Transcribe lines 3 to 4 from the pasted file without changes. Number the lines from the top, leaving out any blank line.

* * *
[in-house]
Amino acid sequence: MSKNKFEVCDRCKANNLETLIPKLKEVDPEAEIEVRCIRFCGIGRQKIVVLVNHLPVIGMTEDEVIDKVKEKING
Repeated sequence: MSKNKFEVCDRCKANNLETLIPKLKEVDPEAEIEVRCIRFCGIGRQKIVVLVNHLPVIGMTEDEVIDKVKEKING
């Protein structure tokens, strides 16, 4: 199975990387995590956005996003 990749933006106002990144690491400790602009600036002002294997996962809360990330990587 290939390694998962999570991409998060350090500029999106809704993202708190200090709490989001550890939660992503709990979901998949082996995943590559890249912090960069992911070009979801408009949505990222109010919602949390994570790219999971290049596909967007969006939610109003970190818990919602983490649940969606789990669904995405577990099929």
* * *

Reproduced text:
Repeated sequence: MSKNKFEVCDRCKANNLETLIPKLKEVDPEAEIEVRCIRFCGIGRQKIVVLVNHLPVIGMTEDEVIDKVKEKING
């Protein structure tokens, strides 16, 4: 199975990387995590956005996003 990749933006106002990144690491400790602009600036002002294997996962809360990330990587 290939390694998962999570991409998060350090500029999106809704993202708190200090709490989001550890939660992503709990979901998949082996995943590559890249912090960069992911070009979801408009949505990222109010919602949390994570790219999971290049596909967007969006939610109003970190818990919602983490649940969606789990669904995405577990099929």